New study to identify genetic link with obesity and diabetes
1 September 2015
The largest ever study to identify genes that predispose New Zealanders to obesity and type-2 diabetes was announced today by the Maurice Wilkins Centre at the annual Queenstown Research Week.
Study researchers will analyse up to 500 genes suspected of affecting individuals’ appetite and/or the way they control their energy metabolism.
More than 600 people, in groups most at risk for these conditions will be enrolled in the study and the first results will be available early next year.
University of Auckland’s Professor Peter Shepherd, who is one of the co-directors of the study and is deputy director of the Maurice Wilkins Centre says, ”The study is a great step forward as it involves the best clinicians and scientists in this space from across the country putting their minds together to address this very important issue”. Professor Shepherd will give a public lecture focussing on these issues in Queenstown on Thursday.
The clinical co-director of the programme, Dr Rinki Murphy from the University of Auckland says, “There are clearly biological factors that predispose some people to greater risk of developing obesity and diabetes and if we can identify genes that play a role in this we will be better placed to successfully tackle these major diseases”
Associate Professor Tony Merriman from the University of Otago will be co-director responsible for genetic analysis. This will utilise the significant genetics expertise built up at the University of Otago in recent years as well as his experience studying the genetics of gout in New Zealand.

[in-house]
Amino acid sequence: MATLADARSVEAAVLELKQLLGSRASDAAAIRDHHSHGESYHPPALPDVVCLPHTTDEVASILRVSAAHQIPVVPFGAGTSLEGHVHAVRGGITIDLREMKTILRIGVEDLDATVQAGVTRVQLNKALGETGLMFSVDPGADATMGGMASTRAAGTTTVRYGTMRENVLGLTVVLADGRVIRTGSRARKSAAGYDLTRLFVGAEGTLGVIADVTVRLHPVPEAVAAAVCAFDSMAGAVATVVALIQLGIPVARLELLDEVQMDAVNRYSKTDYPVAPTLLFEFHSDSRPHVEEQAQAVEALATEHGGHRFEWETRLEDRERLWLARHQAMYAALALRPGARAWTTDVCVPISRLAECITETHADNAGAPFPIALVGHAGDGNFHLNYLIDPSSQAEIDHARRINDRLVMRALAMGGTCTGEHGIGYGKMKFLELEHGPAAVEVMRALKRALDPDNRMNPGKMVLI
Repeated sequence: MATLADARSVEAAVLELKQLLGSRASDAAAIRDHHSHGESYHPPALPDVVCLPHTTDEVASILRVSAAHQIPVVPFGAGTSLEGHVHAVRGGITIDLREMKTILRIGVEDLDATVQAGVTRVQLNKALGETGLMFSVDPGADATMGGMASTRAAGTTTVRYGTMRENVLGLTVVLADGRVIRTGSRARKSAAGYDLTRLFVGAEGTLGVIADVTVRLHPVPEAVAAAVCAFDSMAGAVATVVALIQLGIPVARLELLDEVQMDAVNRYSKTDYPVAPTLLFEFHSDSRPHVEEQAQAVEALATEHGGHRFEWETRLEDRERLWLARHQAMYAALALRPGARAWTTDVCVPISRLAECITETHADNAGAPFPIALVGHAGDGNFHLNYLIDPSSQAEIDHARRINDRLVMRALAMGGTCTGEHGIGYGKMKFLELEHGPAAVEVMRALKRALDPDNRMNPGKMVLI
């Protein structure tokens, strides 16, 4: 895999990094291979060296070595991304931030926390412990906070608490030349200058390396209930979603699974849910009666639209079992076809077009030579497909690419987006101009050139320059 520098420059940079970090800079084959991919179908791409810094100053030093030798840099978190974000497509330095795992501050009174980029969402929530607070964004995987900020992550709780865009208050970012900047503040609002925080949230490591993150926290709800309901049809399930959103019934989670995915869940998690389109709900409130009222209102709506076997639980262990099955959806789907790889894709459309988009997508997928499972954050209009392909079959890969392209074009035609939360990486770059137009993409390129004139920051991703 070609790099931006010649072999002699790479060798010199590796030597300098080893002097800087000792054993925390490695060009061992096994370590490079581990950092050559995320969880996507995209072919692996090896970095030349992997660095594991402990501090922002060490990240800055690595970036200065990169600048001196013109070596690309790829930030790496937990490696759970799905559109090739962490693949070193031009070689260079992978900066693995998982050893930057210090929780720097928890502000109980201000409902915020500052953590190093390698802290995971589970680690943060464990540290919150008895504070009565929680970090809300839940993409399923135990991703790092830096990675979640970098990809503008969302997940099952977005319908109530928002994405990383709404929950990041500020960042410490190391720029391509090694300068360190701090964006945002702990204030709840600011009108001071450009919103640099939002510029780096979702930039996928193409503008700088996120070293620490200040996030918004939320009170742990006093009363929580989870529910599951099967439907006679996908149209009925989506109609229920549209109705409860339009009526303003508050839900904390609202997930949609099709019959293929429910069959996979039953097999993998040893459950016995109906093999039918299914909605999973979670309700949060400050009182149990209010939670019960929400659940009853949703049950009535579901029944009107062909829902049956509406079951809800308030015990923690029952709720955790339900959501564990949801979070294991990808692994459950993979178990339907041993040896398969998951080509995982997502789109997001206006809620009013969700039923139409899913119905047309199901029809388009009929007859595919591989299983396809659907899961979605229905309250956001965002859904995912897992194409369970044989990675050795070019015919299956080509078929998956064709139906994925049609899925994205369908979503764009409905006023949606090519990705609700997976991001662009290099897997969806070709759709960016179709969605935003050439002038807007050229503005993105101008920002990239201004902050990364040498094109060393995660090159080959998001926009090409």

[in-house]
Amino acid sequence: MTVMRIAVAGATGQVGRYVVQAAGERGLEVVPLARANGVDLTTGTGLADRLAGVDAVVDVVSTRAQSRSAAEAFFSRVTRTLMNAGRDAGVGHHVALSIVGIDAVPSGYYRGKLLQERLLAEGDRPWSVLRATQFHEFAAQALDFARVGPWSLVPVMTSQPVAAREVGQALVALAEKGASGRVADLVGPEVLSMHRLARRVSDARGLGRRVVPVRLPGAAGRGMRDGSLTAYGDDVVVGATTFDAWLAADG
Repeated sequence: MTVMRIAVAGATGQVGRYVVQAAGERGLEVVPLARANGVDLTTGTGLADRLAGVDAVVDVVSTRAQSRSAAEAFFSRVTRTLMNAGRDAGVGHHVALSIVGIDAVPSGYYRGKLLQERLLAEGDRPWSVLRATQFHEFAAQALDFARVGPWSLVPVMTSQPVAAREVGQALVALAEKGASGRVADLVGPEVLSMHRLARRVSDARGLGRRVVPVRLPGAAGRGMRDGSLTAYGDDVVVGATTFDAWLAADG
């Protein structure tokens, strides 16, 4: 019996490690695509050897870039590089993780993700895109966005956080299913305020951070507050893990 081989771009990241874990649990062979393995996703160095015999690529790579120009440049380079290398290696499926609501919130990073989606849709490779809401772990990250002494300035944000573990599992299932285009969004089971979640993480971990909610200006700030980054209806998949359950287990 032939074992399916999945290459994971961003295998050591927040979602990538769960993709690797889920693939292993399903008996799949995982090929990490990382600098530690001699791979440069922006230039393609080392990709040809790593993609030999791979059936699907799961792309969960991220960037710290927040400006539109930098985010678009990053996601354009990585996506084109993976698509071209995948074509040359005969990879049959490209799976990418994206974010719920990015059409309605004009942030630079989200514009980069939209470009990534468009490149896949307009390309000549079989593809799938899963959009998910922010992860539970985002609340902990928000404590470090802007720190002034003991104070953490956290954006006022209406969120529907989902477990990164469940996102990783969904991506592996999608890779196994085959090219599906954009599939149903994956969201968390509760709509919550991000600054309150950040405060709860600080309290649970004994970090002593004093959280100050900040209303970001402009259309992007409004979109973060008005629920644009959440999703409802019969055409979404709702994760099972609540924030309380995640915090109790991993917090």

“The technology to analyse genes is advancing rapidly and this type of study is now feasible in New Zealand,” says Dr Merriman. “Our experience in studying the genetics of gout suggests that the new study has a high chance of finding important new information that can be clinically useful”
Director of the Maurice Wilkins Centre, Professor Rod Dunbar says “The Centres of Research Excellence structure has made it possible to get access to the level of resource required to perform this type of work and to rapidly build inter-institutional collaborations that make the most out of the resources we have in New Zealand.”
The work in this study is also supported by Dr Giles Yeo, an obesity expert from the University of Cambridge who is presenting his work this week at Queenstown Research week.
Dr Yeo is also a presenter of the new BBC documentary ‘The Perfect Diet for You’ which attempted for the first time to match peoples genetics with an appropriate diet to try to achieve better long term weight loss.
“The planned study by the Maurice Wilkins Centre is an important one for New Zealand as it will allow a much better understanding of the genetic risk factors and it will also be an important contribution to our global knowledge in this area,” says Dr Yeo.“ I believe there is a high likelihood this will lead to better strategies for achieving and maintaining weight loss in New Zealanders”
Queenstown Research Week (QRW) is New Zealand's largest annual biological sciences event and has been held annually in Queenstown for over 25 years.
It is based around three major annual meetings; Queenstown Molecular Biology Meeting, Australasian Winter Conference on Brain Research and NZ Medical Sciences Congress, plus six additional satellite meetings on a diverse range of scientific themes.
Thishttp://www.radionz.co.nz/national/programmes/morningreport/audio/201768812/scientists-hope-genes-hold-key-to-obesity year there are 1300 registrants to these meetings and for the first time there will be an associated series of public science events being held in Queenstown during the week. More than 600 local people have registered in advance for these events.